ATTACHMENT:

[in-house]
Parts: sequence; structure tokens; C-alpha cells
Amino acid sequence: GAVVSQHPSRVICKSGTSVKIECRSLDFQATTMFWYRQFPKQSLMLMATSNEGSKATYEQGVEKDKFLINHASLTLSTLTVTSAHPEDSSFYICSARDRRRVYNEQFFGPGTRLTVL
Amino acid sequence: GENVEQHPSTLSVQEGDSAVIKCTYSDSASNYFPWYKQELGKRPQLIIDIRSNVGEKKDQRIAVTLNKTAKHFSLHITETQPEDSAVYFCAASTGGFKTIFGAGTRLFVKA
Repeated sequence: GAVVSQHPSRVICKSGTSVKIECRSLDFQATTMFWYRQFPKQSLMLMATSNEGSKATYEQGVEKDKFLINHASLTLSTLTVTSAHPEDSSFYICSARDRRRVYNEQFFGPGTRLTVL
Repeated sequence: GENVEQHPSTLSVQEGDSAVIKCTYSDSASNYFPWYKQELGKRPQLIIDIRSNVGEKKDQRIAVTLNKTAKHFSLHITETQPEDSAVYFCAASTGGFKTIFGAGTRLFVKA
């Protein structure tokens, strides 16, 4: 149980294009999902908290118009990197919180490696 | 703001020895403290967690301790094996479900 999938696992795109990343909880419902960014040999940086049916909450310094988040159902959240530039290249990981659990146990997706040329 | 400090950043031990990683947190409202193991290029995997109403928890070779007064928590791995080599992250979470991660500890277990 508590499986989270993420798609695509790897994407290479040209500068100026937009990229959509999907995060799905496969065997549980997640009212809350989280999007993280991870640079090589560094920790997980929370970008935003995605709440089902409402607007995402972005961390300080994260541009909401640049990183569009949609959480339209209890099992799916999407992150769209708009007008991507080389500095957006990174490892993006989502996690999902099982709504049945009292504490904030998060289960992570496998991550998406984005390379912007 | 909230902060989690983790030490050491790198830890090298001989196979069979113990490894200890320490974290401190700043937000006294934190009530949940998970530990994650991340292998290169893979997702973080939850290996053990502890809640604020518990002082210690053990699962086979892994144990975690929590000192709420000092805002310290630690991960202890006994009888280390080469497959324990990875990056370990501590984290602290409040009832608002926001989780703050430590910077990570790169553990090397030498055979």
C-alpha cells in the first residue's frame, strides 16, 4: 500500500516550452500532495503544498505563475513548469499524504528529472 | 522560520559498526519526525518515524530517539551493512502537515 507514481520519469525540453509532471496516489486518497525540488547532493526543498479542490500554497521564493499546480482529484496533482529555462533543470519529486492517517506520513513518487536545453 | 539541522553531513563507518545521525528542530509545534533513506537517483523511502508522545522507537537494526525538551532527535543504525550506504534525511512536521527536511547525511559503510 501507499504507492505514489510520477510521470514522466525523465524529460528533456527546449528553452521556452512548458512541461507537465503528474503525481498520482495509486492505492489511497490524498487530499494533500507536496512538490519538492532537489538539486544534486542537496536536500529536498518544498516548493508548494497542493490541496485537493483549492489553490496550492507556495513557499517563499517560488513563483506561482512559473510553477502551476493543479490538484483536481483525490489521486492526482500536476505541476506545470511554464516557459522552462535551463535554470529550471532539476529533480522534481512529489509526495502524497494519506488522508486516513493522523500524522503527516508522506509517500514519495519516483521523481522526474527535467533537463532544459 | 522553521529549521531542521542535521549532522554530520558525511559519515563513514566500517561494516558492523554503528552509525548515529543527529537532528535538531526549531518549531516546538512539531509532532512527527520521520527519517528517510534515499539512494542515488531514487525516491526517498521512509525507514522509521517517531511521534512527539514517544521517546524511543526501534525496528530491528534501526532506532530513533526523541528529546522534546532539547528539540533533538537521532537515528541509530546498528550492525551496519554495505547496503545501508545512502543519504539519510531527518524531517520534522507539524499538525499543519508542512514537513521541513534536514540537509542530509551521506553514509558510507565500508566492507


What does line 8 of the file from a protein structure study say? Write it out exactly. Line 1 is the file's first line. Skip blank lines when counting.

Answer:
C-alpha cells in the first residue's frame, strides 16, 4: 500500500516550452500532495503544498505563475513548469499524504528529472 | 522560520559498526519526525518515524530517539551493512502537515 507514481520519469525540453509532471496516489486518497525540488547532493526543498479542490500554497521564493499546480482529484496533482529555462533543470519529486492517517506520513513518487536545453 | 539541522553531513563507518545521525528542530509545534533513506537517483523511502508522545522507537537494526525538551532527535543504525550506504534525511512536521527536511547525511559503510 501507499504507492505514489510520477510521470514522466525523465524529460528533456527546449528553452521556452512548458512541461507537465503528474503525481498520482495509486492505492489511497490524498487530499494533500507536496512538490519538492532537489538539486544534486542537496536536500529536498518544498516548493508548494497542493490541496485537493483549492489553490496550492507556495513557499517563499517560488513563483506561482512559473510553477502551476493543479490538484483536481483525490489521486492526482500536476505541476506545470511554464516557459522552462535551463535554470529550471532539476529533480522534481512529489509526495502524497494519506488522508486516513493522523500524522503527516508522506509517500514519495519516483521523481522526474527535467533537463532544459 | 522553521529549521531542521542535521549532522554530520558525511559519515563513514566500517561494516558492523554503528552509525548515529543527529537532528535538531526549531518549531516546538512539531509532532512527527520521520527519517528517510534515499539512494542515488531514487525516491526517498521512509525507514522509521517517531511521534512527539514517544521517546524511543526501534525496528530491528534501526532506532530513533526523541528529546522534546532539547528539540533533538537521532537515528541509530546498528550492525551496519554495505547496503545501508545512502543519504539519510531527518524531517520534522507539524499538525499543519508542512514537513521541513534536514540537509542530509551521506553514509558510507565500508566492507